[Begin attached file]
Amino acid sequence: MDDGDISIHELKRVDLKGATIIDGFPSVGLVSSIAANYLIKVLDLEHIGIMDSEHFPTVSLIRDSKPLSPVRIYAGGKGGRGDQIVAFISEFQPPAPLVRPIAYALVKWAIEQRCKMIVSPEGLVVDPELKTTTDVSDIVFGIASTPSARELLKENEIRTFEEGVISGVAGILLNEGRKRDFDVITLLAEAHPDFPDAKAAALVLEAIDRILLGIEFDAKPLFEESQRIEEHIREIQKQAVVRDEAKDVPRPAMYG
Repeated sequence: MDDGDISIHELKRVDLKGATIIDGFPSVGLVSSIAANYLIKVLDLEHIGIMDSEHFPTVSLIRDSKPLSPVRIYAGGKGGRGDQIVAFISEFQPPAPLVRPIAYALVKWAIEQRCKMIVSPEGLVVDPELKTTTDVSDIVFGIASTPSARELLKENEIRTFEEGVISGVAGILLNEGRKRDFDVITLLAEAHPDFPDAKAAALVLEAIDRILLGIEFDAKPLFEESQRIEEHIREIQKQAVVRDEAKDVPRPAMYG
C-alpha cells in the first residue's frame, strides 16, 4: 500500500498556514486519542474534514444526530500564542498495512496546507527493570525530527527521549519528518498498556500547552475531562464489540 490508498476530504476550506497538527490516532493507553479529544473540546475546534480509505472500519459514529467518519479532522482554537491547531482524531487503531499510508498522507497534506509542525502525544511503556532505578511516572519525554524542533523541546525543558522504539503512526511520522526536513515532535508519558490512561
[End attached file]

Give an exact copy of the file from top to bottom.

Amino acid sequence: MDDGDISIHELKRVDLKGATIIDGFPSVGLVSSIAANYLIKVLDLEHIGIMDSEHFPTVSLIRDSKPLSPVRIYAGGKGGRGDQIVAFISEFQPPAPLVRPIAYALVKWAIEQRCKMIVSPEGLVVDPELKTTTDVSDIVFGIASTPSARELLKENEIRTFEEGVISGVAGILLNEGRKRDFDVITLLAEAHPDFPDAKAAALVLEAIDRILLGIEFDAKPLFEESQRIEEHIREIQKQAVVRDEAKDVPRPAMYG
Repeated sequence: MDDGDISIHELKRVDLKGATIIDGFPSVGLVSSIAANYLIKVLDLEHIGIMDSEHFPTVSLIRDSKPLSPVRIYAGGKGGRGDQIVAFISEFQPPAPLVRPIAYALVKWAIEQRCKMIVSPEGLVVDPELKTTTDVSDIVFGIASTPSARELLKENEIRTFEEGVISGVAGILLNEGRKRDFDVITLLAEAHPDFPDAKAAALVLEAIDRILLGIEFDAKPLFEESQRIEEHIREIQKQAVVRDEAKDVPRPAMYG
C-alpha cells in the first residue's frame, strides 16, 4: 500500500498556514486519542474534514444526530500564542498495512496546507527493570525530527527521549519528518498498556500547552475531562464489540 490508498476530504476550506497538527490516532493507553479529544473540546475546534480509505472500519459514529467518519479532522482554537491547531482524531487503531499510508498522507497534506509542525502525544511503556532505578511516572519525554524542533523541546525543558522504539503512526511520522526536513515532535508519558490512561